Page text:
I tend to agree with that. It's even sadder to think of those who don't have rich daddies, but are hoping to become rich by virtue of the free fantasy market. Considering the inconsistencies that are articulated by many of the so called libertarians, I highly question the intellectual capital contained in that ideology. It seems to be a disguise for plain old conservatives who want to self define with a trendier label. Especially those who are libertarians only for the purpose of free markets/the rule of capitalism/ small government, but everything social is mostly conservative.

I neither have a rich daddy nor an aspiration to become rich on the free market. I simply want freedom: the ability to keep most of what I earn and spend it as I see fit, to make decisions for myself, and to see business and innovation work as best they can. And there are many more like me. The notion that libertarianism is in the interests of the wealthy is utterly mistaken. Corporatism is in the interests of those with established wealth, and corporatism is utterly opposite of libertarianism. High taxes discourage new corporations starting and challenging old ones, as do special tax breaks and subsidies, all supported by the Democrats. The Democrats do far more to benefit the already-wealthy than libertarians would ever do.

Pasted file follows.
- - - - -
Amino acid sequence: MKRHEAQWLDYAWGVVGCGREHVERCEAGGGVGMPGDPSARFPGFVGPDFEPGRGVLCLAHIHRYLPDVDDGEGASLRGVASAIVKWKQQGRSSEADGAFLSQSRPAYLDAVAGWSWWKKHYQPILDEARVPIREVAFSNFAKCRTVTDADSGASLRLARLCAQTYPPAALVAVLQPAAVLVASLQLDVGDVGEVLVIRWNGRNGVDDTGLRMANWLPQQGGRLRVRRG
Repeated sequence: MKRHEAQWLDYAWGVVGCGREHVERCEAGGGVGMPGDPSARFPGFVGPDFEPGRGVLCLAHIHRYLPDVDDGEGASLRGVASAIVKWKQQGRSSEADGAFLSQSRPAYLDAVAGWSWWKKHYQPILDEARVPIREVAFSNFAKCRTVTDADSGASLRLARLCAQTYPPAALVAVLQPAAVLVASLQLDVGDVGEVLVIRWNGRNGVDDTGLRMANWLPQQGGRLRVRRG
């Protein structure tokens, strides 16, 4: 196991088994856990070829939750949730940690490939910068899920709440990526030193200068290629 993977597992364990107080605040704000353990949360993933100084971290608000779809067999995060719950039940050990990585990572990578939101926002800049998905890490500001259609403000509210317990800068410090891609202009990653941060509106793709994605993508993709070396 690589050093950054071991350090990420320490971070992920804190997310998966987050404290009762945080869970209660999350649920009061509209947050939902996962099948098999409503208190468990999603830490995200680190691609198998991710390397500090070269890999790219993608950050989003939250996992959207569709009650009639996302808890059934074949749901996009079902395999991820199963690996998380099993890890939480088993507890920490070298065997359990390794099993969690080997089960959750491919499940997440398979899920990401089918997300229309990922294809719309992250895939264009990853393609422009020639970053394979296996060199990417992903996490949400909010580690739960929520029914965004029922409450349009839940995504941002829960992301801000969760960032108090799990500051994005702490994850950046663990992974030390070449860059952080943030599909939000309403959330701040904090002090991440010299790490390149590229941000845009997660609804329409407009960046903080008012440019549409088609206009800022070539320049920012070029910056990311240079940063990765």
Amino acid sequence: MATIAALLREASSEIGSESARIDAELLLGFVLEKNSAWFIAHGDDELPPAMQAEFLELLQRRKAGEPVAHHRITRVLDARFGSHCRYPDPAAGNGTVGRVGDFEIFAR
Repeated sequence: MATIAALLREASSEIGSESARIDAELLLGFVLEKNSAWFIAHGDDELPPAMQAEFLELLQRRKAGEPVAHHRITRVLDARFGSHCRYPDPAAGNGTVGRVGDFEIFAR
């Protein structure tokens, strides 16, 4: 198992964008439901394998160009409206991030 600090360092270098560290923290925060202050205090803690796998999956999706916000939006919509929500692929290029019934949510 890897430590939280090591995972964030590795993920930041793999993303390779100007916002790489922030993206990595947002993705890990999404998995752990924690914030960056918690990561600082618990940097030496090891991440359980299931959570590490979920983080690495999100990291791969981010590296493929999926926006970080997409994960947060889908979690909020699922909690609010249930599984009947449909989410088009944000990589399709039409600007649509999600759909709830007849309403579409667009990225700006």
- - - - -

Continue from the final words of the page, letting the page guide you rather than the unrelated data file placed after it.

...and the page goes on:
Libertarianism requires the ability and willingness to think beyond short term payoffs to long term consequences, and to really examine the underpinnings of statist beliefs. It naturally follows that this is done moreso by people with more of an education.

bjkeefe 05-20-2011 01:32 PM

Re: Tales of Your [strike]New[/strike] Old Republican Majority!
 
Quote:

Originally Posted by Ocean (Post 209725)
I tend to agree with that. It's even sadder to think of those who don't have rich daddies, but are hoping to become rich by virtue of the free fantasy market. Considering the inconsistencies that are articulated by many of the so called libertarians, I highly question the intellectual capital contained in that ideology. It seems to be a disguise for plain old conservatives who want to self define with a trendier label. Especially those who are libertarians only for the purpose of free markets/the rule of capitalism/ small government, but everything social is mostly conservative.